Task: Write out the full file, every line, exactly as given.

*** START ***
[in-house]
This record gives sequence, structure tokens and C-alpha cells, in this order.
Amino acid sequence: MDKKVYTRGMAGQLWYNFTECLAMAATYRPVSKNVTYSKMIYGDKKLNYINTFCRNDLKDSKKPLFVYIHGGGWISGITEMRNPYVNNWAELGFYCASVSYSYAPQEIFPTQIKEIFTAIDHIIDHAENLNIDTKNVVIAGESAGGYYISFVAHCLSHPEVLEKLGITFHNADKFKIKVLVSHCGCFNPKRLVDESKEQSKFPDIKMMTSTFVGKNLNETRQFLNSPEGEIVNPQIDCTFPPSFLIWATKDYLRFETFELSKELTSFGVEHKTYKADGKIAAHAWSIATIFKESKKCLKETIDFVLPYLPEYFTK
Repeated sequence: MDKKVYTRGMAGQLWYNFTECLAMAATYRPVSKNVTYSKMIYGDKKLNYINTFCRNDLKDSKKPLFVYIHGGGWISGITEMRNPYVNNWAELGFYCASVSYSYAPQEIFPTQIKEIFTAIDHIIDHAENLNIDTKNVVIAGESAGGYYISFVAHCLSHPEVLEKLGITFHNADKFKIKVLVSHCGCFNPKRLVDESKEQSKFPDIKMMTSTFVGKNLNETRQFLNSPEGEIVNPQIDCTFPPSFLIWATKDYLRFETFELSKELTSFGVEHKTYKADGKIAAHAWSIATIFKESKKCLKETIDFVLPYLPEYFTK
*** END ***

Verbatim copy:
[in-house]
This record gives sequence, structure tokens and C-alpha cells, in this order.
Amino acid sequence: MDKKVYTRGMAGQLWYNFTECLAMAATYRPVSKNVTYSKMIYGDKKLNYINTFCRNDLKDSKKPLFVYIHGGGWISGITEMRNPYVNNWAELGFYCASVSYSYAPQEIFPTQIKEIFTAIDHIIDHAENLNIDTKNVVIAGESAGGYYISFVAHCLSHPEVLEKLGITFHNADKFKIKVLVSHCGCFNPKRLVDESKEQSKFPDIKMMTSTFVGKNLNETRQFLNSPEGEIVNPQIDCTFPPSFLIWATKDYLRFETFELSKELTSFGVEHKTYKADGKIAAHAWSIATIFKESKKCLKETIDFVLPYLPEYFTK
Repeated sequence: MDKKVYTRGMAGQLWYNFTECLAMAATYRPVSKNVTYSKMIYGDKKLNYINTFCRNDLKDSKKPLFVYIHGGGWISGITEMRNPYVNNWAELGFYCASVSYSYAPQEIFPTQIKEIFTAIDHIIDHAENLNIDTKNVVIAGESAGGYYISFVAHCLSHPEVLEKLGITFHNADKFKIKVLVSHCGCFNPKRLVDESKEQSKFPDIKMMTSTFVGKNLNETRQFLNSPEGEIVNPQIDCTFPPSFLIWATKDYLRFETFELSKELTSFGVEHKTYKADGKIAAHAWSIATIFKESKKCLKETIDFVLPYLPEYFTK